4th ed. Of course. UK: Oxford University Press. a recent study that incorporated early mobilization in mechanically ventilated ICU patients demonstrated shorter duration of delirium compared with patients receiving usual care. 2007:38–87. patients treated with these medications need to be monitored closely for side effects. 10. Esteban A. 11. Importantly. Obviously. Oxford. Approach to the comatose patient. and mortalities. N Engl J Med. 3. 5. 7. et al. 9. Anzueto A.275:470–478. The Multi-Society Task Force on PVS. maintaining normal sleep/wake cycles for ICU patients as much as possible. Lew HL. Bhardwaj A. Truman B. 2005. 1994.accomplished by showing pictures of five common objects at 3-s intervals. and olanzapine) medications. Gray TW. Crit Care Med. Eidelman LA. Such interventions might include recognizing patients at risk for delirium early in the course of critical illness. et al. inattention is required to make the diagnosis of delirium.23 Downloaded From:Critical http://books. 2004. 4. ziprasidone. which then necessitates assessment of disorganized thinking and/or level of consciousness. Is this patient dead. et al. 6.19 In addition. Wijdicks EFM. 8. Predictive value of somatosensory evoked potentials for awakening from coma. Maramattom BV. Crit Care Med. Treatment of comatose survivors of out-of-hospital cardiac arrest with induced hypothermia.330:1572–1579. Posner JB.chestnet.346:557–563. JAMA. JAMA. How is mechanical ventilation employed in the intensive care unit? An international utilization review. Manno EM. 1996. removing unnecessary hardware. some recent studies suggest that dexmedetomidine. Sprung CL.org/ 07/19/2012 ACCP Care Medicine Board Review:on21st Edition Nothing to Disclose The author has disclosed that no relationships exist with any companies/organizations whose products or services may be discussed in this chapter. Boone RH. Ann Neurol. and metabolic derangements. Saper CB. it seems prudent to make commonsense interventions when caring for delirious patients. or severely neurologically impaired?: assessing outcome for comatose survivors of cardiac arrest. may reduce the incidence of delirium if used for sedation instead of benzodiazepines.20–22 Finally. although effective in preventing alcohol or sedative withdrawal. Booth CM. Ely EW. Hypothermia after Cardiac Arrest Study Group. Medical aspects of the persistent vegetative state: the Multi-Society Task Force on PVS.31:960–967. such as shock.34:31–41. 2002. 2003. The spectrum of septic encephalopathy: definitions.58:585–593. hypoxia.161:1450–1458. Although primary prevention strategies have not been extensively studied in the ICU setting. 291:1753–1962. N Engl J Med.1. Some evidence suggests that benzodiazepines. Am J Respir Crit Care Med. et al. Plum F. need to be excluded first. maintaining adequate pain control. Delirium as a predictor of mortality in mechanically ventilated patients in the intensive care unit. 2. Shintani A. Gordo F. life-threatening causes of delirium. Putterman D. Schiff ND. McClelland RL. Mild therapeutic hypothermia to improve the neurologic outcome after cardiac arrest. Micklesen PJ. Robinson LR.18 Treatment of delirium is an area that has garnered increased attention over the past decade. they are shown 10 pictures and asked if they have just seen this image. small studies support the use of typical antipsychotic (haloperidol) and atypical antipsychotic (risperidone. Inattention is defined by three or more incorrect responses. 2000. 2006. When these interventions are not enough.346:549–556. Al´ıa I. vegetative. Validation of a new coma scale: the FOUR score. Subsequently. Putterman C. JAMA. may increase the risk of developing delirium in the ICU. Plum and Posner’s Diagnosis of Stupor and Coma. N Engl J Med. Stevens RD. References 1. 2004. quetiapine. an alpha-2 agonist.publications. Tomlinson G. Bernard SA. and involving the patient’s family in the daily routine if feasible. etiologies. Bamlet WR. 2002. and inattention and either disorganized thinking or altered level of consciousness. mobilizing patients early.291:870–879. 199 . Buist MD. Several studies have conclusively demonstrated that ICU delirium increases 6-month mortality and increased ICU and hospital costs. Tirschwell DL. Making the diagnosis of delirium requires acute onset of changes or fluctuations in mental status.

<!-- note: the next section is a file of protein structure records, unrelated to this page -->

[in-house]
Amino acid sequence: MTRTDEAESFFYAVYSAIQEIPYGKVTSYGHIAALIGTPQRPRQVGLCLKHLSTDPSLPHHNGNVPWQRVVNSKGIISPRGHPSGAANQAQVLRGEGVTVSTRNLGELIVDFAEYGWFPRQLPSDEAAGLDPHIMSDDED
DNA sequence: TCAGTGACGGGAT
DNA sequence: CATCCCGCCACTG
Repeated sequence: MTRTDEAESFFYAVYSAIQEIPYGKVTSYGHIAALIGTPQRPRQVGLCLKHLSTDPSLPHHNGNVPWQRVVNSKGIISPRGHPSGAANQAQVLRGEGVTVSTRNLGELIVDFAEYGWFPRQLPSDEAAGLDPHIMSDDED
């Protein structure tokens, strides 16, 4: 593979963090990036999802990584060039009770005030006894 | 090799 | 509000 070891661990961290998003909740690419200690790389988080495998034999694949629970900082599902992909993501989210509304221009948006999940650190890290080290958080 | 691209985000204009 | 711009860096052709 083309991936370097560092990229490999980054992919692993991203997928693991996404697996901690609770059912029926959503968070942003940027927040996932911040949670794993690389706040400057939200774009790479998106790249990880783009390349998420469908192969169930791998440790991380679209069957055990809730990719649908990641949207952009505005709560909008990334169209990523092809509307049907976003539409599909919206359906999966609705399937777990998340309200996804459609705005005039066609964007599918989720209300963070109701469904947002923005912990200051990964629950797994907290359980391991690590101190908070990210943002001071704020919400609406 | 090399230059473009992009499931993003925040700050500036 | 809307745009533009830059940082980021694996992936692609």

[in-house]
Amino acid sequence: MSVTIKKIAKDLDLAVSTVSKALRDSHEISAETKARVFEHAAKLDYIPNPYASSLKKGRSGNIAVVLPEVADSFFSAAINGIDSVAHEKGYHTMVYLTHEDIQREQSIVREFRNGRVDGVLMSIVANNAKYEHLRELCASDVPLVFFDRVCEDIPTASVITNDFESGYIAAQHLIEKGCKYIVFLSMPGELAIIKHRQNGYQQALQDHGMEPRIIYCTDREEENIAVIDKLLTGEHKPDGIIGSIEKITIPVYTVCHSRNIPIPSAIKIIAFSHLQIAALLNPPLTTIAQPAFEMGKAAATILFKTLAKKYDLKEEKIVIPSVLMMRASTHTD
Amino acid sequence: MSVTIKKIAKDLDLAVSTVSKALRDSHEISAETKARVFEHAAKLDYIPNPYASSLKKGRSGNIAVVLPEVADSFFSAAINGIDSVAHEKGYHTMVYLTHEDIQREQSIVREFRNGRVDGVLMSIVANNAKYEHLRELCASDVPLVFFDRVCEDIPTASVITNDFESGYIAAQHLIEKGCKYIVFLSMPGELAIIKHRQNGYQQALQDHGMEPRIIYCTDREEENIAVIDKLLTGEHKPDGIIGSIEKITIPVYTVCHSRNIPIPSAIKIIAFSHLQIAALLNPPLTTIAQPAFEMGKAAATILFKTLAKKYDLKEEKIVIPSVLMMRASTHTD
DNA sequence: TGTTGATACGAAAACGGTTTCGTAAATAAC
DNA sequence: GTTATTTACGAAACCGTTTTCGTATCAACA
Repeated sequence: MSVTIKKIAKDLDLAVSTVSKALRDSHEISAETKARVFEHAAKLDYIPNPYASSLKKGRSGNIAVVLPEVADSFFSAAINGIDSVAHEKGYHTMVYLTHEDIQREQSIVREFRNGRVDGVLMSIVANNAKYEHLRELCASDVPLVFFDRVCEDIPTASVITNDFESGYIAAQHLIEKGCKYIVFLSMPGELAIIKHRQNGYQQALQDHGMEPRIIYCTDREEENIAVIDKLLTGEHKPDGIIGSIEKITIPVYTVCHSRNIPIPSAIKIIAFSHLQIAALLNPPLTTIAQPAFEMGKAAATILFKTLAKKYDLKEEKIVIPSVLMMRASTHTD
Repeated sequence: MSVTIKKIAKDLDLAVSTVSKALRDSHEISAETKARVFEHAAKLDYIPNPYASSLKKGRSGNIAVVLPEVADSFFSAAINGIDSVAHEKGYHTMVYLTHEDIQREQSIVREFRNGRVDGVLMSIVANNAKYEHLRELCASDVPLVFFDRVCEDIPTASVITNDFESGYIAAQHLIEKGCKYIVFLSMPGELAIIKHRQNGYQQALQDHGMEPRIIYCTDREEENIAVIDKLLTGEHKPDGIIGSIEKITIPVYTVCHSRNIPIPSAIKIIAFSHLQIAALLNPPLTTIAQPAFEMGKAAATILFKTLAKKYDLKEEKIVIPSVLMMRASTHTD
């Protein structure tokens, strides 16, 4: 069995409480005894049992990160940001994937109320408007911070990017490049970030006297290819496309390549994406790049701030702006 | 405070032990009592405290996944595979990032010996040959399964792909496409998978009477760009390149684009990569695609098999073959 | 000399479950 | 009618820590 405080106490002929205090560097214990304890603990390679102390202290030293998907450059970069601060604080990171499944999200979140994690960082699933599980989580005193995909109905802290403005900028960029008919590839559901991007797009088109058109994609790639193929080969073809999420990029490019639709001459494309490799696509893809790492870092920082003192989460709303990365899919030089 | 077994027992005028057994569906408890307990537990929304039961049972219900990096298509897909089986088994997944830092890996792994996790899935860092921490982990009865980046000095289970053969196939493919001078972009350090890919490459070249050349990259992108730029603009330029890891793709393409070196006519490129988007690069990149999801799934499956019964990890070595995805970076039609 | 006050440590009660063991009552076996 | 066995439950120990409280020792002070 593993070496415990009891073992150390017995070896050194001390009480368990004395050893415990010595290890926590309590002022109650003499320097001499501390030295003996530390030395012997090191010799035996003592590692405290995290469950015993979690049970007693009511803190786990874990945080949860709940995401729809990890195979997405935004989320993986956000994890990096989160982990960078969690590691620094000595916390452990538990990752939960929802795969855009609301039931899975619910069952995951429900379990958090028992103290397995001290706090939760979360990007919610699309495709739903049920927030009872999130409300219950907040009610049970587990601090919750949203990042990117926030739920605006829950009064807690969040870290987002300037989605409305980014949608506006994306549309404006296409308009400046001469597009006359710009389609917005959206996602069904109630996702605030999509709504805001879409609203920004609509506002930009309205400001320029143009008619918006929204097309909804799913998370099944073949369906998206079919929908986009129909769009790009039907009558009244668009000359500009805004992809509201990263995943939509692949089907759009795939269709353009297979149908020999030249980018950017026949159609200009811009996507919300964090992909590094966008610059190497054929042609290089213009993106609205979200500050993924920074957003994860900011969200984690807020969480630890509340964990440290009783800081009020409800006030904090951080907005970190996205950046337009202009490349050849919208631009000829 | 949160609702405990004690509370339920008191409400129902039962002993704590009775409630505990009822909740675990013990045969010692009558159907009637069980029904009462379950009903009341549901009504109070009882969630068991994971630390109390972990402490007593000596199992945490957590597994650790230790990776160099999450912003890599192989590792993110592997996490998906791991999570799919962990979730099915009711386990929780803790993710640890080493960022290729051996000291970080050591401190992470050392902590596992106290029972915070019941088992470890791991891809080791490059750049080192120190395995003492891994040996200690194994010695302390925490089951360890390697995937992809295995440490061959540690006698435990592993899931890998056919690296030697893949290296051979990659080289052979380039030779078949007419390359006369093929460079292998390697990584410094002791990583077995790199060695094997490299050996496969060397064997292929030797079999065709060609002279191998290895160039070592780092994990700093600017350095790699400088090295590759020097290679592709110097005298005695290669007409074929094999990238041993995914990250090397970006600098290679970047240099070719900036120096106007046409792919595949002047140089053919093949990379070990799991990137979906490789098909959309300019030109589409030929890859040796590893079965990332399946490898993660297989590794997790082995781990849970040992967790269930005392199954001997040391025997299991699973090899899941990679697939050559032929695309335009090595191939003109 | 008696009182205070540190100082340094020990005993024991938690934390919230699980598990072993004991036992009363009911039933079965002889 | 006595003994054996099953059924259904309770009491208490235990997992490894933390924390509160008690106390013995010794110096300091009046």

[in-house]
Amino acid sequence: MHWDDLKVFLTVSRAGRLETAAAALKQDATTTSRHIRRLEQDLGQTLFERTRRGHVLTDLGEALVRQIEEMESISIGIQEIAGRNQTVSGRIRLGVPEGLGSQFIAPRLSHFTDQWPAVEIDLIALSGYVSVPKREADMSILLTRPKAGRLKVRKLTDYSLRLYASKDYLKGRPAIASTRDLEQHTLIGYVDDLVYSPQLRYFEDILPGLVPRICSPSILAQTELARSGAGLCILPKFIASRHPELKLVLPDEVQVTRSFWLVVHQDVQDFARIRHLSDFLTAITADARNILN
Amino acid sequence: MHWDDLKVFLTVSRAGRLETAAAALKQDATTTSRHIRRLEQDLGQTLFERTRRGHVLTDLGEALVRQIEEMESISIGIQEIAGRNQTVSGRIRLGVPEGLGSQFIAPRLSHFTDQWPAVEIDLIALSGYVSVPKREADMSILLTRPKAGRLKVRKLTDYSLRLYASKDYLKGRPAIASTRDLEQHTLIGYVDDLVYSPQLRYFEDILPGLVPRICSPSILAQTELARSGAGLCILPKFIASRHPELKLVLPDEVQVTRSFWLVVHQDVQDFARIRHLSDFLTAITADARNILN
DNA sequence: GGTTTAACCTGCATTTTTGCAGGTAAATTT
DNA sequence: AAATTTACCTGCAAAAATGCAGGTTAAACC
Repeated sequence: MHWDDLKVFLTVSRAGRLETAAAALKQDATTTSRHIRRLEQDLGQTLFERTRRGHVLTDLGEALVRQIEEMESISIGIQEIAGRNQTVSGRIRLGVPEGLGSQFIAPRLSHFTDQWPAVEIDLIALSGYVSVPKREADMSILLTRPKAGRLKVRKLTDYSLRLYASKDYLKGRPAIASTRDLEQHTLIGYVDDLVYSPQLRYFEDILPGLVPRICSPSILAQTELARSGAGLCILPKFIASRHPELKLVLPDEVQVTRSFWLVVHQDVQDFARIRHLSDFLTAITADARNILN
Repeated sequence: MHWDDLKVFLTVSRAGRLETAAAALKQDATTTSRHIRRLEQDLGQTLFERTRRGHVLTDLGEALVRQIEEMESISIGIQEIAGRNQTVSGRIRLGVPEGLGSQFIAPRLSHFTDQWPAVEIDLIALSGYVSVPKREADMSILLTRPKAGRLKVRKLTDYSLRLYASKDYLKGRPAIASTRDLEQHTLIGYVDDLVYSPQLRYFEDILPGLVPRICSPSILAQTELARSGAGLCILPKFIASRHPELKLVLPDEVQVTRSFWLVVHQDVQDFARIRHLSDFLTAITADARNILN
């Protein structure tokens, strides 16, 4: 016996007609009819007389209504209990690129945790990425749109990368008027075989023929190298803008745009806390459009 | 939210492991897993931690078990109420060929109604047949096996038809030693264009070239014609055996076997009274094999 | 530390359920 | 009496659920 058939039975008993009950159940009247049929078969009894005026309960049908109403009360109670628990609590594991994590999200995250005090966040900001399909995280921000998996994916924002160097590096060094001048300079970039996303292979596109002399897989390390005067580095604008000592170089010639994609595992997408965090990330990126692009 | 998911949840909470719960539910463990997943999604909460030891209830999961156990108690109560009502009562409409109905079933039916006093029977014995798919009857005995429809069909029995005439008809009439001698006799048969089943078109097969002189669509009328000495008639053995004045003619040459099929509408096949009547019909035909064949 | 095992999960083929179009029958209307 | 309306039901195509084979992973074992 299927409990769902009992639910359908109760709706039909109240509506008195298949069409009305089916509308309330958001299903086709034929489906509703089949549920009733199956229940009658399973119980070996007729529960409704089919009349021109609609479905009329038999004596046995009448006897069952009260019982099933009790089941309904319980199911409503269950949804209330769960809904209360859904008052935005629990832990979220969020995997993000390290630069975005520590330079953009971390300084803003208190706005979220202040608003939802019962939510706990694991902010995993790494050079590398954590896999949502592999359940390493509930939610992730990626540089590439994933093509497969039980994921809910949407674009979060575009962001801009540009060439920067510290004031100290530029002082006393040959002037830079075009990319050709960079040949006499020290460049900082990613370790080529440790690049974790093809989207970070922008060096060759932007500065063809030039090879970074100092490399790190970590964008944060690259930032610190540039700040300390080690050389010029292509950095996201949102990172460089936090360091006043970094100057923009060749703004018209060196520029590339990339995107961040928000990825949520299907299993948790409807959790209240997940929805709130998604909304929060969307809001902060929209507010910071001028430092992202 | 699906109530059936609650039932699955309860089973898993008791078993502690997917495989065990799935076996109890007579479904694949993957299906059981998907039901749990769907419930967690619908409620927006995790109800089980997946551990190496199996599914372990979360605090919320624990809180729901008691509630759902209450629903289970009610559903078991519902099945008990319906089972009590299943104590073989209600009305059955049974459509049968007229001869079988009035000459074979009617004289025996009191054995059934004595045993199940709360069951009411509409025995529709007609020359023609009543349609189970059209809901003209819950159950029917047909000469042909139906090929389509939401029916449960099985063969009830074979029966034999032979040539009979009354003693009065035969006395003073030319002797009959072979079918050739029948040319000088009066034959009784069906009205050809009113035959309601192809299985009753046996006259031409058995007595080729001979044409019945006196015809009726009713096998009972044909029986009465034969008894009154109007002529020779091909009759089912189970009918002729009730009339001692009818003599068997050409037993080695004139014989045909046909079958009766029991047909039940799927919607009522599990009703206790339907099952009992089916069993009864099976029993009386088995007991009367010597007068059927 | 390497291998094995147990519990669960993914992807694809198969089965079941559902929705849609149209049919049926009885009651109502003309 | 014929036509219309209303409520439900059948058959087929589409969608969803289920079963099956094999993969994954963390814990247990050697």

psychotic disorders. Inouye SK. Reade MC. JAMA. Dubois M-J.2:150–158. Otter H.13:R75. Ely EW. Crit Care. 2004. Pohlman MC. and anxiety. 15. Bates S. Pisani MA.54:479–484. Validity and reliability of the DDS for severity of delirium in the ICU. 301(5):489–499. Pohlman AS. O’Sullivan K. Bergeron N. 20. et al. et al. Wood LDH. Martin J. 21. McNicoll L. 2005. 2009. Goldsmith D.chestnet. agitated. eds. 14. Schweickert WD. Pun BR. Delirium in mechanically ventilated patients: validity and reliability of the Confusion Assessment Method for the Intensive Care Unit (CAM-ICU). Downloaded From: http://books. Bellomo R.12.286:2703–2710. Coma and Delirium (McConville) . Dexmedetomidine vs midazolam for sedation of critically ill patients: a randomized trial. Intensive care delirium screening checklist: evaluation of a new screening tool. Wise MG. 2009.298:2644–2653. Shehabi Y. Bernard GR. Ely EW. JAMA. 16. Delirium and its motoric subtypes: a study of 614 critically ill patients. Siegel MD. B¨asell K. Principles of Critical Care. et al. Terrell CD. 13. et al. Riker RR. intubated patients: a randomized open-label trial. Lancet. critically ill patients: a randomized controlled trial. Milbrandt EB. Dial S. 2001. 2006. Chapter 17.104:21–26. J Am Geriatr Soc. Peterson J. 23. Delirium in the intensive care unit: occurrence and clinical course in older patients. Crit Care Med. NY: McGraw Hill. Costs associated with delirium in mechanically ventilated patients. Shintani A. Effect of sedation with dexmedetomidine vs lorazepam on acute brain dysfunction in mechanically ventilated patients: the MENDS randomized controlled trial. Lorazepam is an independent risk factor for transitioning to delirium in intensive care unit patients. Herr DL.org/ on 07/19/2012 200 18. Dittus RS. In: Hall JB. Peterson JF. Inouye SK. Neuropsychiatric disorders: delirium.27:859–864.32:955–962. Deppen S. Ainslie W. et al. et al. Dumont M. 2001. New York. Anesthesiology. 2009. 1998:965–978. 19. Skrobik Y. Bokesch PM. 22.publications. 2006. Schmidt GA. J Am Geriatr Soc. Zhang Y. Dexmedetomidine vs haloperidol in delirious. Intensive Care Med. Neurocrit Care. 2nd ed. Harrison PL. 373(9576):1876–1882. Early physical and occupational therapy in mechanically ventilated. 17. 2003. 2007. et al. JAMA. Pun BT. et al.51:591–598. Pandharipande PP. Pandharipande P.